1. Public speaking: Public speaking is speaking to a group of people in a structured, deliberate manner intended to inform, influence, or entertain the listeners. ( is an oral presentation in which a speaker addresses an audience.) 2. rhetoric: Rhetoric is a technique of using language effectively and persuasively in spoken or written form. 3. extemporaneous: made up or done without special preparation 4. communication: is the phenomenon of conveying information and meaning through non-verbal, verbal, or written media. 5. encode: A message first ‘encoded’, that is transformed into an understandable sign and symbol system.Speaking is encoding, as are writing, printing, and filming a television program. 6. decode:Once recieved, the message is ‘decoded'; that is, the signs and symbols are interpreted. Decoding occurs through listening, reading, or watching that television show. 7. noise: Noise is any type of disruption that interferes with the transmission or interpretation of information from the sender to the receiver. 8. feedback: In communication studies, the response of an audience to a message or activity. 9. rhetorical purpose: attracting and seducing an audience, persuading them, and solving a problem. 10. specific purpose: defines your action in the speech, what you want to accomplish. The central idea is like a thesis statement in an essay; it is a statement of your main points. 11. thesis or central idea: a proposition stated or put forward for consideration, especially one to be discussed and proved or to be maintained against objections 12. major points: the most important or central thought of a paragraph or larger section of text, which tells the reader what the text is about 13. cultural:Culture is the characteristics and knowledge of a particular group of people, defined by everything from language, religion, cuisine, social-habits, music and arts 14. brainstorming: produce an idea or way of solving a problem by holding a spontaneous group discussion.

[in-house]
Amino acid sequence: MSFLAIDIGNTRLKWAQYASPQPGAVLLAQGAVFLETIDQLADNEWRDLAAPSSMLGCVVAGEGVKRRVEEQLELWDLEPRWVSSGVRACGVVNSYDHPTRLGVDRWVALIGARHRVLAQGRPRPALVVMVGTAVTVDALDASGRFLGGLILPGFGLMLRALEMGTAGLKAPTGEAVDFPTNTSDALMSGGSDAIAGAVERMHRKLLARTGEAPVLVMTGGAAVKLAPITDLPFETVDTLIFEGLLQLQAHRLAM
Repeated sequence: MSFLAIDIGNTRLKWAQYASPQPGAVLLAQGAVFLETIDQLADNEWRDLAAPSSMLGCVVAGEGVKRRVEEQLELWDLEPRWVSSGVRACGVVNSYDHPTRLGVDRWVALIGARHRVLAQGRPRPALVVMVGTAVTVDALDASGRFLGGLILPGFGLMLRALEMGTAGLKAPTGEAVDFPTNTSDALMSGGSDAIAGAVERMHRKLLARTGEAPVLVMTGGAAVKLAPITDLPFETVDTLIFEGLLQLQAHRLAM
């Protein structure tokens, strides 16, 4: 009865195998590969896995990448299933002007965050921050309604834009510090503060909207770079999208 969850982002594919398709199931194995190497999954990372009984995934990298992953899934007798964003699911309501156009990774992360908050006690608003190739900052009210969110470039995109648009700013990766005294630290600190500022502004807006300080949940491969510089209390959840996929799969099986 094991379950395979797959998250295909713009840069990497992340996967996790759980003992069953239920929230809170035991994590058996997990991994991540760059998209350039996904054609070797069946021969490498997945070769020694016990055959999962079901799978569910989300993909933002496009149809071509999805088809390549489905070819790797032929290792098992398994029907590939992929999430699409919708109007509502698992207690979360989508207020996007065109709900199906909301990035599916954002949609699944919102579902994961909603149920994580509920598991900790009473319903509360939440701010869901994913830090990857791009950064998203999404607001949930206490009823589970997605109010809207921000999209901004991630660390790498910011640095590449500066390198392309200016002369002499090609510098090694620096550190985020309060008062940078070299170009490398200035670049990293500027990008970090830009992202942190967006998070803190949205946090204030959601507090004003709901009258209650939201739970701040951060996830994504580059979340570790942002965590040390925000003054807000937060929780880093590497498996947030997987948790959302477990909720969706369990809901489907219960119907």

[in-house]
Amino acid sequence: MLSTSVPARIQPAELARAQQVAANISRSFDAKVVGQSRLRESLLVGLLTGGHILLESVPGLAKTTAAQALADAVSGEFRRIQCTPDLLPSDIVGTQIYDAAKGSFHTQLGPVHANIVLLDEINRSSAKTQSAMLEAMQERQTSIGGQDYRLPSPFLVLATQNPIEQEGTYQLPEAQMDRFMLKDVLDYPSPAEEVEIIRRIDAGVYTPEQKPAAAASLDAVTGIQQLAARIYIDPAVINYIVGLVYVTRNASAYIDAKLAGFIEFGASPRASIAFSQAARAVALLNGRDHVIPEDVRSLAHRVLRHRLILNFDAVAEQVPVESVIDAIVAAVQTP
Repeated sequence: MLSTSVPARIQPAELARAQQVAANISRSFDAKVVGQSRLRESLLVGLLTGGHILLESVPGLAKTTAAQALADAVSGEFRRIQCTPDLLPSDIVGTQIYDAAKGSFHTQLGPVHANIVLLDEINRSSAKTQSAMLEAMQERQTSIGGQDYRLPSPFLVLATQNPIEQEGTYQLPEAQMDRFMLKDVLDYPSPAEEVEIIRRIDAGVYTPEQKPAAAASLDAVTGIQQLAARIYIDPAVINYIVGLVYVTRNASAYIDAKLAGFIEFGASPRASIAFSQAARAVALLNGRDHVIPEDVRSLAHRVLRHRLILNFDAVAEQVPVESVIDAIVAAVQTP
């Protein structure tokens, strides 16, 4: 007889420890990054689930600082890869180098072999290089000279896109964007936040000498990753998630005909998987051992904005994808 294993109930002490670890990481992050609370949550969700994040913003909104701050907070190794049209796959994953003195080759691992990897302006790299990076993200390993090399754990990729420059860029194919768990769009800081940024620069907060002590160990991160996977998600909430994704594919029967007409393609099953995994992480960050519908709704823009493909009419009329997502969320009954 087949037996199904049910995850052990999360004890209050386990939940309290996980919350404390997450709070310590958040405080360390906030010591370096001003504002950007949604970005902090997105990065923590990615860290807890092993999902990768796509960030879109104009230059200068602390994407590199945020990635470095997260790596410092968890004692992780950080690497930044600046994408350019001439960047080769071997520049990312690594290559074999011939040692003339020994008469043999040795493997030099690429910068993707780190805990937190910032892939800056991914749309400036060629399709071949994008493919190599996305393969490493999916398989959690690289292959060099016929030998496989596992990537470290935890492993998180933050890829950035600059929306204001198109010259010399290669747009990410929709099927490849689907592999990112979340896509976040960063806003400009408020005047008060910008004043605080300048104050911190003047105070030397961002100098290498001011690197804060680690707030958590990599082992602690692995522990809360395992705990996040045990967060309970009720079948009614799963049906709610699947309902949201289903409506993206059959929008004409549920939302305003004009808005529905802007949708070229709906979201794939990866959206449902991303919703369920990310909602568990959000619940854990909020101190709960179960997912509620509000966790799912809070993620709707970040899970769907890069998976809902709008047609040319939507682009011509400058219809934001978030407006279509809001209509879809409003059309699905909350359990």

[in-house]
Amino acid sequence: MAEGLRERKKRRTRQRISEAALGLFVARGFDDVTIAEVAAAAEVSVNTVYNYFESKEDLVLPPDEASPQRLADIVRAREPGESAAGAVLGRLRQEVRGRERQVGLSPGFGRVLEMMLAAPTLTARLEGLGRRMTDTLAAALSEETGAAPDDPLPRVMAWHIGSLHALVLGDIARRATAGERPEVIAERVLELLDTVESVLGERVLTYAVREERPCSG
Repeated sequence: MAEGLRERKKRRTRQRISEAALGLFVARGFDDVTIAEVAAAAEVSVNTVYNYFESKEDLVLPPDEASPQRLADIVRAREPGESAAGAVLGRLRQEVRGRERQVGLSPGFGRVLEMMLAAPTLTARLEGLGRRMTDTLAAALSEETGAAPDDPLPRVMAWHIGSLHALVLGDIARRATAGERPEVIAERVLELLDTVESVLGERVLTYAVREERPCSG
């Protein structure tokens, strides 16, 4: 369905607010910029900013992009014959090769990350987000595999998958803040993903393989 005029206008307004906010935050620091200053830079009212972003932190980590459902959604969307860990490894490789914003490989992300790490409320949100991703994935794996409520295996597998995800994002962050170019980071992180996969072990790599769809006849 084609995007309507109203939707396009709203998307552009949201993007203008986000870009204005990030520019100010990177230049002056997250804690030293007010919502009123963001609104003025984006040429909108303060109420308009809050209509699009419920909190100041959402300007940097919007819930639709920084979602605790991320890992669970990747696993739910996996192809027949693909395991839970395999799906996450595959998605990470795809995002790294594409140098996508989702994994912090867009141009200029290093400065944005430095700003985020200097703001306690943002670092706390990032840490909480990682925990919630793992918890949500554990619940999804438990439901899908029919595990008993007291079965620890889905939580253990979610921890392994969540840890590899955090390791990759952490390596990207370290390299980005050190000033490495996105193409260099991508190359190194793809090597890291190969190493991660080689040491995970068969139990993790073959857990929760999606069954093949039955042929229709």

1. (69 BC) Pro Fonteio (In defense of Fonteius)
(69 BC) Pro Caecina (In defense of Caecina)
(66 BC) Pro Cluentio (In defense of Aulus Cluentius)
(56 BC) Pro Sestio (In defense of Sestius)
(56 BC) In Vatinium (Cross-examination of Vatinius)
2. Tell a Story or Anecdote, Build Suspense, Use Humor, Provide a Quotation, Let Listeners know you’re one of them.